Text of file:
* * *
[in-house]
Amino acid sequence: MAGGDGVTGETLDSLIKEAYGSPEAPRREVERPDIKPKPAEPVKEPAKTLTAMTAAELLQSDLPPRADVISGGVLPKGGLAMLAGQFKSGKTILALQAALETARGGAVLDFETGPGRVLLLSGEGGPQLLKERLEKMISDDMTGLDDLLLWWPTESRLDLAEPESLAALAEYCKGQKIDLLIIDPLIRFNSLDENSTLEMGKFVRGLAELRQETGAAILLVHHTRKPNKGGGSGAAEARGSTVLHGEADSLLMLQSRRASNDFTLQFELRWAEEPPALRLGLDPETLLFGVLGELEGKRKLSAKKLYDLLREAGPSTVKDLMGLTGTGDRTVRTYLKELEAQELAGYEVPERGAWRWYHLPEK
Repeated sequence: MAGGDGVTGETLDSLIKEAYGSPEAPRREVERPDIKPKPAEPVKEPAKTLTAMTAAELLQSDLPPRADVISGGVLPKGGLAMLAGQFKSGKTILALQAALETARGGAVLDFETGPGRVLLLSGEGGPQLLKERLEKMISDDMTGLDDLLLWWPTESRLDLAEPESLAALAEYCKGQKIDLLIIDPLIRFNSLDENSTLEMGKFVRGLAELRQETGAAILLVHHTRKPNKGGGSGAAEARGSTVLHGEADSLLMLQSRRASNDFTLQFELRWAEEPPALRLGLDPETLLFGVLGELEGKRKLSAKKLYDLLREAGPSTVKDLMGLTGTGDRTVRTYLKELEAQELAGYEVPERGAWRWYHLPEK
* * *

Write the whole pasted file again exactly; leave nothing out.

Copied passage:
[in-house]
Amino acid sequence: MAGGDGVTGETLDSLIKEAYGSPEAPRREVERPDIKPKPAEPVKEPAKTLTAMTAAELLQSDLPPRADVISGGVLPKGGLAMLAGQFKSGKTILALQAALETARGGAVLDFETGPGRVLLLSGEGGPQLLKERLEKMISDDMTGLDDLLLWWPTESRLDLAEPESLAALAEYCKGQKIDLLIIDPLIRFNSLDENSTLEMGKFVRGLAELRQETGAAILLVHHTRKPNKGGGSGAAEARGSTVLHGEADSLLMLQSRRASNDFTLQFELRWAEEPPALRLGLDPETLLFGVLGELEGKRKLSAKKLYDLLREAGPSTVKDLMGLTGTGDRTVRTYLKELEAQELAGYEVPERGAWRWYHLPEK
Repeated sequence: MAGGDGVTGETLDSLIKEAYGSPEAPRREVERPDIKPKPAEPVKEPAKTLTAMTAAELLQSDLPPRADVISGGVLPKGGLAMLAGQFKSGKTILALQAALETARGGAVLDFETGPGRVLLLSGEGGPQLLKERLEKMISDDMTGLDDLLLWWPTESRLDLAEPESLAALAEYCKGQKIDLLIIDPLIRFNSLDENSTLEMGKFVRGLAELRQETGAAILLVHHTRKPNKGGGSGAAEARGSTVLHGEADSLLMLQSRRASNDFTLQFELRWAEEPPALRLGLDPETLLFGVLGELEGKRKLSAKKLYDLLREAGPSTVKDLMGLTGTGDRTVRTYLKELEAQELAGYEVPERGAWRWYHLPEK